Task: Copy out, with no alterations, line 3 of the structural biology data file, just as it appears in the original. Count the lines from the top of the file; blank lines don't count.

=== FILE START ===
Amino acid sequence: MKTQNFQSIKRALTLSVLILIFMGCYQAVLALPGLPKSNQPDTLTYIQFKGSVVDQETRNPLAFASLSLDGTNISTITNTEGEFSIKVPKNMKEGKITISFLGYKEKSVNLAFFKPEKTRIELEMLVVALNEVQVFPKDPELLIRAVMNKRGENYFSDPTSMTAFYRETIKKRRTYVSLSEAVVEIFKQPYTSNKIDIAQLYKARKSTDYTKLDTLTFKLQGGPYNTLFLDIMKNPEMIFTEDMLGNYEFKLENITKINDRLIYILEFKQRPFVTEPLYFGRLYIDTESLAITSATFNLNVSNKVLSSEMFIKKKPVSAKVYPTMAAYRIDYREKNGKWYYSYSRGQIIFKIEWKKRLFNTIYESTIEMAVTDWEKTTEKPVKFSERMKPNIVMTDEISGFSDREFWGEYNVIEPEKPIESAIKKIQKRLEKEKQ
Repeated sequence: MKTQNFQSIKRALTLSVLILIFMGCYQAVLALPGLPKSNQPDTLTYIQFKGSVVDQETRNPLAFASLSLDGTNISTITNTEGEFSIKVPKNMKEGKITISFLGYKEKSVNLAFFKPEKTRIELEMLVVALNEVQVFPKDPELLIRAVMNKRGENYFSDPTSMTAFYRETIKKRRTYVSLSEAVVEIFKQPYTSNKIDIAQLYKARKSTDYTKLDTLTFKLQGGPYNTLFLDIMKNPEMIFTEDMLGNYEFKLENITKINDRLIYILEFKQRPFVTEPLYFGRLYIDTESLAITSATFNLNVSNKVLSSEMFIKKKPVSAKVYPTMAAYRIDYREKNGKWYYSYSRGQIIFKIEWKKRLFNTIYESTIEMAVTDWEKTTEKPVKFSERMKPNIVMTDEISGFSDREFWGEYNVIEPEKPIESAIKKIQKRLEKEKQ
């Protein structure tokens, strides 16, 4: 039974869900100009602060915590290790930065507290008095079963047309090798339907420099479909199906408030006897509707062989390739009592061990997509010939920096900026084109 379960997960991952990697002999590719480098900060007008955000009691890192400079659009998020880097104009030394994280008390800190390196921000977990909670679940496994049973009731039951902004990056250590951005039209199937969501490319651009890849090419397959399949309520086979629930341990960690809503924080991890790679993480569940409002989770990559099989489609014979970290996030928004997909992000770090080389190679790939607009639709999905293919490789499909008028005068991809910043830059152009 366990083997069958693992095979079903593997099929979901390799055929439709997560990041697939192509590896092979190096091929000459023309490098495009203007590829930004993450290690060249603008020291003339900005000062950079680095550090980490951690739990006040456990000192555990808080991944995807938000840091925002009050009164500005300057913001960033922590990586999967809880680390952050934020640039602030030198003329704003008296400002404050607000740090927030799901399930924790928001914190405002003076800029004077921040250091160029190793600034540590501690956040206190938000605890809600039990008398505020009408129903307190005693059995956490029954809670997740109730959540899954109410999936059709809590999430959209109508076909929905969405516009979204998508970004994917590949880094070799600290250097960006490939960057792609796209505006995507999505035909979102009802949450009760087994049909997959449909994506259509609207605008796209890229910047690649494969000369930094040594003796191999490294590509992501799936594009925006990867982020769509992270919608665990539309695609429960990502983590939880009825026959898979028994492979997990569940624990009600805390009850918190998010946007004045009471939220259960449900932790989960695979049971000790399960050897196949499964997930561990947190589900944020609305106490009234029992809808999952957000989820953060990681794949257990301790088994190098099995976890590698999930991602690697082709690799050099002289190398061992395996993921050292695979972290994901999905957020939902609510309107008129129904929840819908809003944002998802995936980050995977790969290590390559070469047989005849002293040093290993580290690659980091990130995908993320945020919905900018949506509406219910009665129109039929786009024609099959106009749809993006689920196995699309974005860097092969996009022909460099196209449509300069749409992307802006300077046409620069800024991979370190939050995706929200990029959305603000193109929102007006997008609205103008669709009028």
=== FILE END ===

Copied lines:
């Protein structure tokens, strides 16, 4: 039974869900100009602060915590290790930065507290008095079963047309090798339907420099479909199906408030006897509707062989390739009592061990997509010939920096900026084109 379960997960991952990697002999590719480098900060007008955000009691890192400079659009998020880097104009030394994280008390800190390196921000977990909670679940496994049973009731039951902004990056250590951005039209199937969501490319651009890849090419397959399949309520086979629930341990960690809503924080991890790679993480569940409002989770990559099989489609014979970290996030928004997909992000770090080389190679790939607009639709999905293919490789499909008028005068991809910043830059152009 366990083997069958693992095979079903593997099929979901390799055929439709997560990041697939192509590896092979190096091929000459023309490098495009203007590829930004993450290690060249603008020291003339900005000062950079680095550090980490951690739990006040456990000192555990808080991944995807938000840091925002009050009164500005300057913001960033922590990586999967809880680390952050934020640039602030030198003329704003008296400002404050607000740090927030799901399930924790928001914190405002003076800029004077921040250091160029190793600034540590501690956040206190938000605890809600039990008398505020009408129903307190005693059995956490029954809670997740109730959540899954109410999936059709809590999430959209109508076909929905969405516009979204998508970004994917590949880094070799600290250097960006490939960057792609796209505006995507999505035909979102009802949450009760087994049909997959449909994506259509609207605008796209890229910047690649494969000369930094040594003796191999490294590509992501799936594009925006990867982020769509992270919608665990539309695609429960990502983590939880009825026959898979028994492979997990569940624990009600805390009850918190998010946007004045009471939220259960449900932790989960695979049971000790399960050897196949499964997930561990947190589900944020609305106490009234029992809808999952957000989820953060990681794949257990301790088994190098099995976890590698999930991602690697082709690799050099002289190398061992395996993921050292695979972290994901999905957020939902609510309107008129129904929840819908809003944002998802995936980050995977790969290590390559070469047989005849002293040093290993580290690659980091990130995908993320945020919905900018949506509406219910009665129109039929786009024609099959106009749809993006689920196995699309974005860097092969996009022909460099196209449509300069749409992307802006300077046409620069800024991979370190939050995706929200990029959305603000193109929102007006997008609205103008669709009028």